By now, you’ve undoubtedly heard of the viral Ocean Spray TikTok moment. Nathan Apodaca riding a longboard down an off ramp sipping on a jug of Ocean Spray after his car broke down.
The viral moment spawned tens of thousands of copycats (including one from Mick Fleetwood) and online visibility Ocean Spray only dared dream of. The company reacted, fairly quickly, and offered Apodaca a new truck packed full of Ocean Spray juice. The CEO of Ocean Spray posted his own TikTok in response to Apocada–an homage of sorts.
All in all, Ocean Spray handled its viral moment quite well.
They were patient–they didn’t react too quickly, or too slowly.
They embraced behavior and visuals that are most certainly not “on brand” (you think a guy longboarding down an interstate drinking Ocean Spray is “on brand” for the company?).
And, they responded and participated on the platform where the original video took off.
Overall, Ocean Spray did a lot well here. They reacted like a socially-savvy company.
Now, on the other hand…
…we have Sherwin Williams. This is the viral moment you may not have heard of quite yet. Tony Piloseno, an Ohio University senior who worked part-time at a Sherwin Williams was fired earlier this year for creating TikToks where he performed creative paint mixes on the popular social network (read the full story here).
His TikToks created millions of impressions for the brand.
And, they fired him for “gross misconduct”, “wasting properties [and] facilities,” and “seriously embarrass[ing] the Company or its products.”
What’s worse: Piloseno said he actually pitched Sherwin Williams the idea of being more active on TikTok with some of his videos. Piloseno says it took TWO MONTHS to get in touch with corporate marketing and they “basically told me that there wasn’t really any promotions going on so there wasn’t a need to see the presentation.”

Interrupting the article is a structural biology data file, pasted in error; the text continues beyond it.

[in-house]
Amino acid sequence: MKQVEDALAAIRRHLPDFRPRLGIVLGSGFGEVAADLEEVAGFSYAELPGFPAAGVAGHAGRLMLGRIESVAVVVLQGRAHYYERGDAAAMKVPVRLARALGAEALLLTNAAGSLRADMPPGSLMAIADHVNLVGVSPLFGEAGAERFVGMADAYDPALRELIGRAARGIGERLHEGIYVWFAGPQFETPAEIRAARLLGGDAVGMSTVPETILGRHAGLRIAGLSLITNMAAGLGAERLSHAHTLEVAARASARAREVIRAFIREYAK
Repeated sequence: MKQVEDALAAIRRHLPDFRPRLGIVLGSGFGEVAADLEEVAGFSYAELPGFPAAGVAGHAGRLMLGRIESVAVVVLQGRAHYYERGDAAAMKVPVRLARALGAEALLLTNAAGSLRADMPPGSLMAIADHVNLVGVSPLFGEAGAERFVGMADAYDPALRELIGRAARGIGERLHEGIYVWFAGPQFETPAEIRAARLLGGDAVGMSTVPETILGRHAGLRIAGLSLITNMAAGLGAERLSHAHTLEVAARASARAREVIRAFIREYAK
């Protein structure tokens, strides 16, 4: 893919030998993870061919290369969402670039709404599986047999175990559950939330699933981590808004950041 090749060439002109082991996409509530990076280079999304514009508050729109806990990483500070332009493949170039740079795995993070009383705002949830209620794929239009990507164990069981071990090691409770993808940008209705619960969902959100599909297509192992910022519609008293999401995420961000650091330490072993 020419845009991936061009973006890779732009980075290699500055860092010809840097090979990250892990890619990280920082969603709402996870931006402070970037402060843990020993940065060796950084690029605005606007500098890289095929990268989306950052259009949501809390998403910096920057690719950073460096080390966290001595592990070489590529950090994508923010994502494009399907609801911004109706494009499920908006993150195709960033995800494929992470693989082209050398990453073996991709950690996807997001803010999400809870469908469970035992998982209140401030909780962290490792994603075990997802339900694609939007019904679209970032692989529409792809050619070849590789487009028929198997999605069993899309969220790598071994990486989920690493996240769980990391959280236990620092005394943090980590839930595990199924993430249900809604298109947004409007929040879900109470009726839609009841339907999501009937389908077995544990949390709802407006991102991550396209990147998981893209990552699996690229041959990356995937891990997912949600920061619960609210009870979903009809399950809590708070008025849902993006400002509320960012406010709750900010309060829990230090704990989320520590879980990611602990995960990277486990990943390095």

So, on one hand we have a company that embraced its viral moment. Who participated actively and has reaped the rewards. Millions of impressions. Tons of positive media stories about the brand. And surging sales of its product.
On the other hand, we have a company that seems to have its head in the sand. One that is stiff-arming a clear opportunity to generate awareness and engagement most brands would die for. One that, to be honest, just doesn’t seem to understand social media marketing at all–AND WE’RE LIVING IN THE YEAR 2020!
Now, we don’t know the full story, really. We’re only getting Piloseno’s side for now. But, Sherwin Williams did release statements in the Buzzfeed story above (although I’ve seen nothing on their social channels about this–expected since Piloseno was fired).
But, the dichotomy here is startling. Again, one company embraced its viral moment–and saw immediate marketing and business rewards. The other stiff-armed it–and is getting (rightfully so) mocked and ridiculed (just search “Sherwin Williams” on Twitter for proof).
So, how do you avoid having your company being mocked and ridiculed like Sherwin Williams? How do you cultivate a culture like Ocean Spray’s that embraces the moment?
Education. It’s as simple as that. And, more importantly, ONGOING eduction.
Because, look at where both of these viral moments started: TikTok. Neither Ocean Spray or Sherwin Williams had a presence on TikTok before these moments (SW still doesn’t). So, maybe the marketing teams of both orgs had mentioned TikTok in a meeting or two here or there. But, there was most likely no education of executives or key leaders as to the opportunity of this platform.
Let that be a lesson to us all. With social media marketing, it’s incumbent on us to ALWAYS be educating our partners. About new platforms. New features. Trends. Because you never know what’s around the corner.
Your viral moment may happen this week.
I guess the question is: Do you want to be an Ocean Spray company or a Sherwin Williams company?